A Contemporary Home – at Dilston Lane (Part 3)


Dilston Lane; In the Village of Spring Hill – Third installment

In our previous blog, we left you with placing the steel I-beam. In this photo you can see that we have set steel columns that run horizontal with the steel I-beam. The steel columns and beams are a unique part of the structural support of this home and are very uncommon in residential construction for this area.

After the steel columns have been set, we then begin preparing the ground by smoothing it out and sealing it with heavy plastic. This is called a vapor barrier. A vapor barrier will prevent moisture from the ground below to enter the concrete slab. Once the entire area is prepared we can then begin pouring the slab.
The foundation is ready for slab placement.

The concrete is being placed throughout the foundation with the help of a pump truck. Since concrete dries so quickly, it’s very common to use a pump truck to get the concrete distributed quickly and efficiently with a long, remote-controlled articulating arm, called a boom.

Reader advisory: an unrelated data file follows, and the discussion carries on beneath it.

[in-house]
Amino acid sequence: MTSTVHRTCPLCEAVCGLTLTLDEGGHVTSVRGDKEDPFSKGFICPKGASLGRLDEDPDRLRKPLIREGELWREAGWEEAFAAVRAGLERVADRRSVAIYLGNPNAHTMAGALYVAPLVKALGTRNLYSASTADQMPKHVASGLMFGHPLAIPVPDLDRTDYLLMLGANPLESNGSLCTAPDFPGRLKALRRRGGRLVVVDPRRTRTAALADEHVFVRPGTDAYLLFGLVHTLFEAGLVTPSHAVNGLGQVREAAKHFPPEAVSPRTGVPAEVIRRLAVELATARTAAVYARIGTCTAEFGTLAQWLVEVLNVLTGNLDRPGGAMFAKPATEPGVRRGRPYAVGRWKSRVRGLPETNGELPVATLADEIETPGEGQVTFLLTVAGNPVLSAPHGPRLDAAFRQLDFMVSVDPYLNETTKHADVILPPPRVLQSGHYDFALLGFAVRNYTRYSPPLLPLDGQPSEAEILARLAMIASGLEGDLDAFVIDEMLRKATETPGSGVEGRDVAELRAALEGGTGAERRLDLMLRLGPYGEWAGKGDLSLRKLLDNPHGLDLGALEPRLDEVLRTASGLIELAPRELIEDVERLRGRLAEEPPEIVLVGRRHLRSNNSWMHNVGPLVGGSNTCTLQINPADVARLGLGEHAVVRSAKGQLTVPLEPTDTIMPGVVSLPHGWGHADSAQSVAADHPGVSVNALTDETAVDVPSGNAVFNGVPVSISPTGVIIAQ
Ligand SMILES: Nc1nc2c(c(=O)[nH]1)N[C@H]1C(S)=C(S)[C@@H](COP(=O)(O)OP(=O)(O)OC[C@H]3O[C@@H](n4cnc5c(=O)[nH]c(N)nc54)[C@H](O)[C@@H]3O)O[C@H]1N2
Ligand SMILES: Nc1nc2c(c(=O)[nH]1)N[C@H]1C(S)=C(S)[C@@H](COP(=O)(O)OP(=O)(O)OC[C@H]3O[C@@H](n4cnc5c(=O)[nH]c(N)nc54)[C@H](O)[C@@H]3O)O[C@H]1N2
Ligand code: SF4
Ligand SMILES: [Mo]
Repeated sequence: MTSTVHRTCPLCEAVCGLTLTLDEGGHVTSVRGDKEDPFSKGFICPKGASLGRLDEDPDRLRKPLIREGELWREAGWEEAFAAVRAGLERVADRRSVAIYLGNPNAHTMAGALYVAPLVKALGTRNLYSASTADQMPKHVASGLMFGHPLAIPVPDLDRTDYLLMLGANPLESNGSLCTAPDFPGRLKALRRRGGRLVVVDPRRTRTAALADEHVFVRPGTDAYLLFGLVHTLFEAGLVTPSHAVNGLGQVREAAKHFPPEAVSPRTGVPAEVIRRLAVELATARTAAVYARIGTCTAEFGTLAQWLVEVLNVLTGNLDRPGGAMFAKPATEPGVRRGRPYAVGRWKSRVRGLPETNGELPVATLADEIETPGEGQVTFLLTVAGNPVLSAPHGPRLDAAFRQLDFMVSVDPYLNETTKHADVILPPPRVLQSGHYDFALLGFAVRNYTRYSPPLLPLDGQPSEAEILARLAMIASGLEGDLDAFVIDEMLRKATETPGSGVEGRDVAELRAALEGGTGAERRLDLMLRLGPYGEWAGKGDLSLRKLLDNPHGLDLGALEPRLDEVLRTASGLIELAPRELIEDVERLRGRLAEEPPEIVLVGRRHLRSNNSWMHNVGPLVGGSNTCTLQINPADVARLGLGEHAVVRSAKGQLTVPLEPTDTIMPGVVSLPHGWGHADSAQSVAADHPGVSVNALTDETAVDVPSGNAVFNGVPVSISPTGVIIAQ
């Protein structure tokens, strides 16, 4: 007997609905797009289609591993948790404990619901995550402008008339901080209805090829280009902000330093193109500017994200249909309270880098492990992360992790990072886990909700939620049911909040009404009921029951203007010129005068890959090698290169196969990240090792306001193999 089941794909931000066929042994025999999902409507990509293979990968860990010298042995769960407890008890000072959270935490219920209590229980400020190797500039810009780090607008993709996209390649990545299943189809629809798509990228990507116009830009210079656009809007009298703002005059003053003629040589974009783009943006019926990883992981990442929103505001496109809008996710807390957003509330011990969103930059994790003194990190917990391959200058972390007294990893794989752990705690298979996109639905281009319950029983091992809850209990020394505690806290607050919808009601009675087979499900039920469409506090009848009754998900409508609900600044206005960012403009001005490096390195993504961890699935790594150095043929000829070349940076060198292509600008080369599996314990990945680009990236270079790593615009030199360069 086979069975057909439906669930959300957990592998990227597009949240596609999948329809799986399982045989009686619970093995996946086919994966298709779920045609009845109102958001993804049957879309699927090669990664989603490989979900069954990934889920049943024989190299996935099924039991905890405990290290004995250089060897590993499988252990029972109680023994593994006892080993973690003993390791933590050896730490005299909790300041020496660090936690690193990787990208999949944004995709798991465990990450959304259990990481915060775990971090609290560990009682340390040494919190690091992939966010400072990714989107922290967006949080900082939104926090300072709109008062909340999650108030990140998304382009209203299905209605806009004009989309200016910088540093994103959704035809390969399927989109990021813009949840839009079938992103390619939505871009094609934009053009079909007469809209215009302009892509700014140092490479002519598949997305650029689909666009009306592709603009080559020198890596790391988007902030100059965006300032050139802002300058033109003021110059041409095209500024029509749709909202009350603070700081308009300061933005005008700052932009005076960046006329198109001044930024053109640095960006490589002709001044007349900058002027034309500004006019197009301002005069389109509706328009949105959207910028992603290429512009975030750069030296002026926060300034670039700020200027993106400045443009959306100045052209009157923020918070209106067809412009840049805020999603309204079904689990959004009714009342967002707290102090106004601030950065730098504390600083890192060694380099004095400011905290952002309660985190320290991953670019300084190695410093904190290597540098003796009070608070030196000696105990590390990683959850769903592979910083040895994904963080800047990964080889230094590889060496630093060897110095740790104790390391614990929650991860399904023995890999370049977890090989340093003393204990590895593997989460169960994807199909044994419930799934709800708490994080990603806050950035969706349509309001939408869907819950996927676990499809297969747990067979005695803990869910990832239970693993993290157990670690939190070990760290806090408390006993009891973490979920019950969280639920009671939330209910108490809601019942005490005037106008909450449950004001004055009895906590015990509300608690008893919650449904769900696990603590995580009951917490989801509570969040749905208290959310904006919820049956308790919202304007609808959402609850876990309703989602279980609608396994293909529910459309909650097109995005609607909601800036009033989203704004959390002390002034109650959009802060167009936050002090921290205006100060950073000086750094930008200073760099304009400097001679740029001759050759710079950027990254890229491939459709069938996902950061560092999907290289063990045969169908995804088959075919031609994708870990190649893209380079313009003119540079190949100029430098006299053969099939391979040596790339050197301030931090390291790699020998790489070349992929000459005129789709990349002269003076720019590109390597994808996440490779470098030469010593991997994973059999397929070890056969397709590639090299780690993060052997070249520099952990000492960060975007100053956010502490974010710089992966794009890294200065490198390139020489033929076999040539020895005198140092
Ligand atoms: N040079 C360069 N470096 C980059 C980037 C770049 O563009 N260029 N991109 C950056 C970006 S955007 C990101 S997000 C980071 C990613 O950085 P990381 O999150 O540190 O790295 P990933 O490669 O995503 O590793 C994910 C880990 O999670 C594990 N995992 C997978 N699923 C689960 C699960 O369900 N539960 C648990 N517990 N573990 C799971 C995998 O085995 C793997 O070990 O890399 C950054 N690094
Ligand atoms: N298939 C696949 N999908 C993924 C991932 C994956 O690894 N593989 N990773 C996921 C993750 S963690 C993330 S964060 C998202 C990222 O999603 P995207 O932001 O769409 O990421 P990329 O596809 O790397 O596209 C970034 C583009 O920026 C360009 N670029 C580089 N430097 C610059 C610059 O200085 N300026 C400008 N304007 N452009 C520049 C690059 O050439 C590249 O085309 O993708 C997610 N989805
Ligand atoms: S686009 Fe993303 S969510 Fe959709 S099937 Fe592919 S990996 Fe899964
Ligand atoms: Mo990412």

The concrete has been placed and the finishing process is underway. Except for the master shower, this concrete slab will serve as the finished floor. At the end of the day, 1.5 inch deep control joints are cut using a self propelled walk behind saw. The joints are cut to coincide with the decorative scoring pattern that comes later and will allow the slab to crack at these locations, thereby limiting the unsightly shrinkage cracks that would normally occur in the slab.  After allowing the concrete to cure for two weeks, the slab will be decoratively scored and polished. Hydration over the first few days are important since concrete dries at such a rapid rate. Keeping the concrete well hydrated for the first 10 days will reduce stress and help prevent shrinkage cracking.
Now that the concrete has cured for two weeks, we’ll begin to score the slab with a saw on wheels. By scoring the slab, we’re creating  decorative designs to enhance the home’s floor appearance.

After we’ve completed the scoring of the slab, it’s time to polish the concrete. The benefits of having a polished concrete slab as flooring is that it’s very sustainable, and it makes great use of materials that are already present. It’s also something to consider when building a smarter, green home. Concrete floors are very low maintenance, more durable, easier to clean, and also are less slippery. Polished concrete also cuts down on allergens, mold growth, and dust mites.
The polishing is complete except for the hand work around the fireplace. Even on an overcast day, you can see the concrete has a reflective quality.